VETERINARY CHIROPRACTIC

 

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What is Veterinary Orthopedic Manipulation (VOM)?

Veterinary Orthopedic Manipulation is a healing technology that locates areas of the animal’s nervous system that has fallen out of communication, and re-establishes neuronal communication and thus induces healing.

VOM is singularly the most simple, effective and safe healing modality in veterinary care to date. For the VOM practitioner it is an exquisitely objective, fast and easy to apply technology that takes a minimum of time to master and whose scope of application appears has yet to be fully appreciated.

How it works
All chiropractic modalities have one thing in common in that they all reduce the vertebral subluxation complex by providing motion or force to the fixated or subluxated joint. Spinal or Injury = Neuronal Subluxation Syndrome = Pathological Read Neuronal subluxation + Motion (force) = Subluxation Reduced So if you put motion into a joint that is associated with a neuronal subluxation sign, (a pathological read), you reduce the subluxation. It is that simple.

All the various types of chiropractic techniques have this motion or force into the subluxated joint in common. VOM delivers its force with a hand-held device called a spinal accelerometer. It looks a bit like a spring-loaded doorstop. Your VOM practitioner has extensive references covering the research investigating the principles portrayed above and can provide them upon request. These references are replete in chiropractic journals.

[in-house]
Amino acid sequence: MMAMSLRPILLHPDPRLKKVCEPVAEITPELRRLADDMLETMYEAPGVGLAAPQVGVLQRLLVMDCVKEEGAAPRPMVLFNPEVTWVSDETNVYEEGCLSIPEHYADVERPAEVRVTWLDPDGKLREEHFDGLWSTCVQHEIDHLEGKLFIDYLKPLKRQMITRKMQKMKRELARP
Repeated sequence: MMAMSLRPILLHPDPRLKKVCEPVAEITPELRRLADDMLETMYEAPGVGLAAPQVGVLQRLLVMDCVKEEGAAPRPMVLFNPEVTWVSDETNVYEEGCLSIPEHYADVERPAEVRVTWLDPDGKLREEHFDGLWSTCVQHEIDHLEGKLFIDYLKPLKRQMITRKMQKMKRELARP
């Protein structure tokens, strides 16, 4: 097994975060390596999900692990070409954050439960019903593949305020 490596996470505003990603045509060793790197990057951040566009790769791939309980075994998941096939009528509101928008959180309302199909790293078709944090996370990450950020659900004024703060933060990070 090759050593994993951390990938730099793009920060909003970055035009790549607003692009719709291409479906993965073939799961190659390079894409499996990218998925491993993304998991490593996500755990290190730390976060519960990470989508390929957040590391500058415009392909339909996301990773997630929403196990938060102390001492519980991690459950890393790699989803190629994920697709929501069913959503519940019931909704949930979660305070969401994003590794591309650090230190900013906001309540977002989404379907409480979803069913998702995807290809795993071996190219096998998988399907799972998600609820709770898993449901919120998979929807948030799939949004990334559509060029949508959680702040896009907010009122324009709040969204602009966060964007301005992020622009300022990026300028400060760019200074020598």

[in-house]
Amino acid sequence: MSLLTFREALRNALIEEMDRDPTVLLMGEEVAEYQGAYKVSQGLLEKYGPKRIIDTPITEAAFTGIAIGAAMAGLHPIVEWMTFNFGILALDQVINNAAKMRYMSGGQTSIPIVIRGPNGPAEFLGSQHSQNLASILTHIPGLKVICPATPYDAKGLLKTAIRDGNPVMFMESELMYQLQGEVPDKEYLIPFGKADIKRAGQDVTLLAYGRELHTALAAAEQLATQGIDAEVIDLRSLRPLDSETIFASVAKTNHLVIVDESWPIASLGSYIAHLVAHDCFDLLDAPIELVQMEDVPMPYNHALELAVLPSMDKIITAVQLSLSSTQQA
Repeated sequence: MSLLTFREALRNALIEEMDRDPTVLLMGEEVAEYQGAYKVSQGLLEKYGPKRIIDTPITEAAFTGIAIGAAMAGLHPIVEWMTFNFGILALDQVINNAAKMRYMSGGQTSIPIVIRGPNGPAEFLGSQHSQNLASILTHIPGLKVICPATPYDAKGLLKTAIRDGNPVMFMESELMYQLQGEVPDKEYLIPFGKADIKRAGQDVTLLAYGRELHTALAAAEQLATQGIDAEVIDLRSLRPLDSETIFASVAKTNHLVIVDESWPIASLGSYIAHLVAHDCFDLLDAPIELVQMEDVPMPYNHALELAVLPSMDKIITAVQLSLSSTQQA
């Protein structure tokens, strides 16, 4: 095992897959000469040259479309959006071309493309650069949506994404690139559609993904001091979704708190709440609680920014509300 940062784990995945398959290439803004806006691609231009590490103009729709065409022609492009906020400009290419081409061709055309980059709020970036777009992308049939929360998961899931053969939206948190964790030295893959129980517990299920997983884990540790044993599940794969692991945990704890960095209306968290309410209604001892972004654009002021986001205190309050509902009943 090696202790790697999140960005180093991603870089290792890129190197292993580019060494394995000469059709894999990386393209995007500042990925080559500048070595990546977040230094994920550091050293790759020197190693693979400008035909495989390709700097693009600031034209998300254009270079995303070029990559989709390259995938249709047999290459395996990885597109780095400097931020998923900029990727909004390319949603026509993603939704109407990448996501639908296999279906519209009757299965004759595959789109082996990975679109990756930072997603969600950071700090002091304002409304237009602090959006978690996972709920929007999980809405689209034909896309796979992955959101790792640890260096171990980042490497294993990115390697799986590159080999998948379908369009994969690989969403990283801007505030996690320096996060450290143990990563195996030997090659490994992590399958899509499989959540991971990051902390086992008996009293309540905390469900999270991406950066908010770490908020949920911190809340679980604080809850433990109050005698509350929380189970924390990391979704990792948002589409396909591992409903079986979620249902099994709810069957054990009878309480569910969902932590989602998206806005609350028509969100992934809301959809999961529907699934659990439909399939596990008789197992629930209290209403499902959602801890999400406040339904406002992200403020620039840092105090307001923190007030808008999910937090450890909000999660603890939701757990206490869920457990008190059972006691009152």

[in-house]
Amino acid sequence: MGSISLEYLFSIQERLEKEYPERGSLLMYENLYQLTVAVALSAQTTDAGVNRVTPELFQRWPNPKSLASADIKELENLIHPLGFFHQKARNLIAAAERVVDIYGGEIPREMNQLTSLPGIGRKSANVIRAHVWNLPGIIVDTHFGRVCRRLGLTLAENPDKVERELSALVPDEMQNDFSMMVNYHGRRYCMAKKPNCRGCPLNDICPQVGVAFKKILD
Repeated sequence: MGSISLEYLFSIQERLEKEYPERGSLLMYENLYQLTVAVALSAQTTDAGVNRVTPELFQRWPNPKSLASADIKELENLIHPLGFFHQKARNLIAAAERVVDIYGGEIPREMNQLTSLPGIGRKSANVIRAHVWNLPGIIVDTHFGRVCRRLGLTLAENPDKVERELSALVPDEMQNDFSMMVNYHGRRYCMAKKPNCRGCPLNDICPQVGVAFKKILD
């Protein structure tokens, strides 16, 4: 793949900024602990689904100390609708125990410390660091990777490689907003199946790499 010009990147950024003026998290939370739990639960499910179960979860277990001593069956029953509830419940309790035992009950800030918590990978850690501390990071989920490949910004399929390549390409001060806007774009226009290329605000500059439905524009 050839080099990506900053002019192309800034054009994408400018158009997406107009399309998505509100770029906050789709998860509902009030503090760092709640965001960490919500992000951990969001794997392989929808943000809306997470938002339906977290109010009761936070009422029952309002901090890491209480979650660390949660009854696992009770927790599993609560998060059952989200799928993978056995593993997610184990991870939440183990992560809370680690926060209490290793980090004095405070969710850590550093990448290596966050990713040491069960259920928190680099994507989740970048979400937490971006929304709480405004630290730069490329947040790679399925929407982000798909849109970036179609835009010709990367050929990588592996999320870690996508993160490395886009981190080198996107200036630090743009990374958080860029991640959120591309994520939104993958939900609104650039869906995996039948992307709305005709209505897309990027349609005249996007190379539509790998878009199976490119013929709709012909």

Why VOM is so Successful

Because it locates all the neuronal subluxations present in the animal regardless of whether clinical listings are present and reduces them and confirms their reduction. Inherent in the VOM Technology is a built-in rescheduling protocol that inserts the patient on a self-regulating readjustment interval. Again, an easy, objective science.

What can VOM Treat?

  • Acute and non-acute lameness
  • Progressive lameness
  • Hip Dysplasia-like syndromes
  • IV disc disease
  • Progressive myelopathies, (down in the rears dogs)
  • Urinary and fecal incontinence
  • Unilateral lameness
  • Wobbler’s Disease
  • Diseases of the knee
  • Esophageal disease
  • Increased or decreased GI mobility disease
  • Digestive disorders
  • Performance problems
  • Behavioral problems
  • Agility dysfunction
  • Endocrine disease

For more information click here for full details.

 
       

 

Dr. Mark McClure
For Questions or to make an appointment please call (513) 423-7855
drmarkmcclure@att.net


 

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Veterinary Chiropractic Services Middletown, OH